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The Violence Within/The Violence Without (Hardcover)

16+ ani
Nr. de pagini:
24,0 x 15,2 x 2,2 cm
Publicat in:
203,50 Lei
Disponibil cu livrare intre 16 Mar - 25 Mar
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Wallace Stevens (1879-1955), one of the leading poets of the twentieth century, continues to influence a wide range of poets writing today. However, an image persists of Stevens as an aesthete who was politically removed from his times and who also exhibited sexist and racist tendencies. Jacqueline Vaught Brogan offers careful readings from across the Stevens canon to demonstrate that, contrary to such enduring earlier assessments, Stevens's work over the years shows poetic and political changes that merge with his growing ethical concerns.

Brogan traces Stevens's evolving poetic practices along three major lines that often intersected. She situates the beginnings of Stevens's development within his early resistance to the pressures of "reality" on the imagination, an artistic stand that pitted him against the "objective" poetry exemplified in the work of William Carlos Williams. Then, in the midst of Stevens's career, World War II moved him forward with new poetic responsibilities both to witness the current world and to guide readers into their future. The emergence of an almost feminist vision defines Stevens's third line of development. Finally, in addition to identifying these developmental stages, Brogan addresses the undercurrent of race throughout Stevens's work.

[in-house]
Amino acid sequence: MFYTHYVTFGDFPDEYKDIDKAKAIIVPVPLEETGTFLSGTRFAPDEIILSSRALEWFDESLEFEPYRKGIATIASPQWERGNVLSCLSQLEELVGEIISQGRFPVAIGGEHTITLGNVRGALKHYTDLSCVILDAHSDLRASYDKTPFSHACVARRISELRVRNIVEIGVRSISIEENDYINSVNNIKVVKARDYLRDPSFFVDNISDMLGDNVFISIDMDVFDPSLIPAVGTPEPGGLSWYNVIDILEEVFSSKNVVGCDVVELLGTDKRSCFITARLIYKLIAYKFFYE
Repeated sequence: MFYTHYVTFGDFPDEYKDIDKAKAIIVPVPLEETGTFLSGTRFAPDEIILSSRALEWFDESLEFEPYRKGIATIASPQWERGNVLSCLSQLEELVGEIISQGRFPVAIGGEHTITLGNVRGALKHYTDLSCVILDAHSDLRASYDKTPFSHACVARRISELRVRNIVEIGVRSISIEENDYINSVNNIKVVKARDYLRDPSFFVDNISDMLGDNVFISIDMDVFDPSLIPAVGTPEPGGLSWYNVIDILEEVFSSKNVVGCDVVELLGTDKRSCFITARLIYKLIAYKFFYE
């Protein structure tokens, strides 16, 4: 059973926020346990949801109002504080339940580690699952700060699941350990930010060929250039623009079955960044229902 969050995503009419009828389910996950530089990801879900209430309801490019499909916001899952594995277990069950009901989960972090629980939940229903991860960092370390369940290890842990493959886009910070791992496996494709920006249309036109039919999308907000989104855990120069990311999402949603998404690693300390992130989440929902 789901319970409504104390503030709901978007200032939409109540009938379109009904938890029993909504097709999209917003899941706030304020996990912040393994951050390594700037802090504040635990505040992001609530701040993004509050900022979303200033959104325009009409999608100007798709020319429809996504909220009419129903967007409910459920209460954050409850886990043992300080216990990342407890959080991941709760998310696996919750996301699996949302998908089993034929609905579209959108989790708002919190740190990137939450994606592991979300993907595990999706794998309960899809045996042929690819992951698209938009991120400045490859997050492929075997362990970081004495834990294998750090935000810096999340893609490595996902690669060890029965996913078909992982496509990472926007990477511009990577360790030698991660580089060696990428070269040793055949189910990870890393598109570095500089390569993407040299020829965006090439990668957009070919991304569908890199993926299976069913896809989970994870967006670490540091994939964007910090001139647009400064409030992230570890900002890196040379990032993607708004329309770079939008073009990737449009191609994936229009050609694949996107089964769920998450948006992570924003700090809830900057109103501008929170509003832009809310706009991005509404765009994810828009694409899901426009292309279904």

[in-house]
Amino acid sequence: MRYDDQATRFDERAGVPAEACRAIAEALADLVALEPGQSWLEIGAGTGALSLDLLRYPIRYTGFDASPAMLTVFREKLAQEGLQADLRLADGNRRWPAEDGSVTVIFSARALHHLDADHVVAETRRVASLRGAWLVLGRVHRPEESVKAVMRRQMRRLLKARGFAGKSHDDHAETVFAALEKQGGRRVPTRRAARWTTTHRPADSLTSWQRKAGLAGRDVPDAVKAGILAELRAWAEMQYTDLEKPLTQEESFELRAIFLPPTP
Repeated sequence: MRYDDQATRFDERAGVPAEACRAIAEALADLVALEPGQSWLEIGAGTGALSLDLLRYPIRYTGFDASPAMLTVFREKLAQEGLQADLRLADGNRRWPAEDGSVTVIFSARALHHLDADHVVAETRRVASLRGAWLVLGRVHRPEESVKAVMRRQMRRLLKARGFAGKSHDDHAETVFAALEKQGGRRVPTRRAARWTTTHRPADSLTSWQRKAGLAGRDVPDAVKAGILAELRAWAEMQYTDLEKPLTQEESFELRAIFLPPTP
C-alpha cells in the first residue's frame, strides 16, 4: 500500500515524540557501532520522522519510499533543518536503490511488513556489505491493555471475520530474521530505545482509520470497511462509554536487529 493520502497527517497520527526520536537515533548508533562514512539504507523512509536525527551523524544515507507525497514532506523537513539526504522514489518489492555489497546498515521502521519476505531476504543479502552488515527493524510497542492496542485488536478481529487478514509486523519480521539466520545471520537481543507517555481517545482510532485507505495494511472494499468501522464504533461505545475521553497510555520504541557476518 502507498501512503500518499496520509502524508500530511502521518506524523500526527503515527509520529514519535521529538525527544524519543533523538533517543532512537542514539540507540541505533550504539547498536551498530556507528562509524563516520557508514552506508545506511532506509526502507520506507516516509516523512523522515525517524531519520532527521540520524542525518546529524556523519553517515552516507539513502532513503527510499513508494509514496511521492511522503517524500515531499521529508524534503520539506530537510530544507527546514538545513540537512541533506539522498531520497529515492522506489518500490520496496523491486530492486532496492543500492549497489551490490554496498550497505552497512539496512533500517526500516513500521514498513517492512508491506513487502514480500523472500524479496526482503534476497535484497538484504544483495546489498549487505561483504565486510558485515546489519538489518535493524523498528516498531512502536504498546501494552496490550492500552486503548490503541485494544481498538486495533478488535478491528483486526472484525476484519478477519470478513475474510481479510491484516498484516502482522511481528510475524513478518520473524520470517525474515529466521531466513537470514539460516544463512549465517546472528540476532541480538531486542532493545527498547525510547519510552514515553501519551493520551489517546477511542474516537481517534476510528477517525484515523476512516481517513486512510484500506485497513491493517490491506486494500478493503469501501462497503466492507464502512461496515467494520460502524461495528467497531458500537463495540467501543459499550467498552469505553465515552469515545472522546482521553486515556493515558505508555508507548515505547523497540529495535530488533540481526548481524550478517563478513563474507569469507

According to Brogan, Stevens not only changed but matured over time. What began as an aesthetic "violence within," or a girding against such "violence without" as social unrest and war, rapidly evolved during Stevens's middle years into a set of perceptions and practices increasingly responsive to his times.